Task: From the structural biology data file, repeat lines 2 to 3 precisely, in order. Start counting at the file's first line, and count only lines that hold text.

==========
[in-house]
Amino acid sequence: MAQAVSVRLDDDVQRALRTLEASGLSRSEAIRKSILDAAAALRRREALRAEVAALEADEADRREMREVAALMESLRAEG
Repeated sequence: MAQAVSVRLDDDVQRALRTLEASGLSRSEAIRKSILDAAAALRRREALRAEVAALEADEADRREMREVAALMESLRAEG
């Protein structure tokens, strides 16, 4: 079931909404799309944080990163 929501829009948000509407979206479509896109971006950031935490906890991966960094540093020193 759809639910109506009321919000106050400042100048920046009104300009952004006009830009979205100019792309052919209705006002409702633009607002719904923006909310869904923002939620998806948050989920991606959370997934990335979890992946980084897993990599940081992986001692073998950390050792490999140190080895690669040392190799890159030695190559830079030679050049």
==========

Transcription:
Amino acid sequence: MAQAVSVRLDDDVQRALRTLEASGLSRSEAIRKSILDAAAALRRREALRAEVAALEADEADRREMREVAALMESLRAEG
Repeated sequence: MAQAVSVRLDDDVQRALRTLEASGLSRSEAIRKSILDAAAALRRREALRAEVAALEADEADRREMREVAALMESLRAEG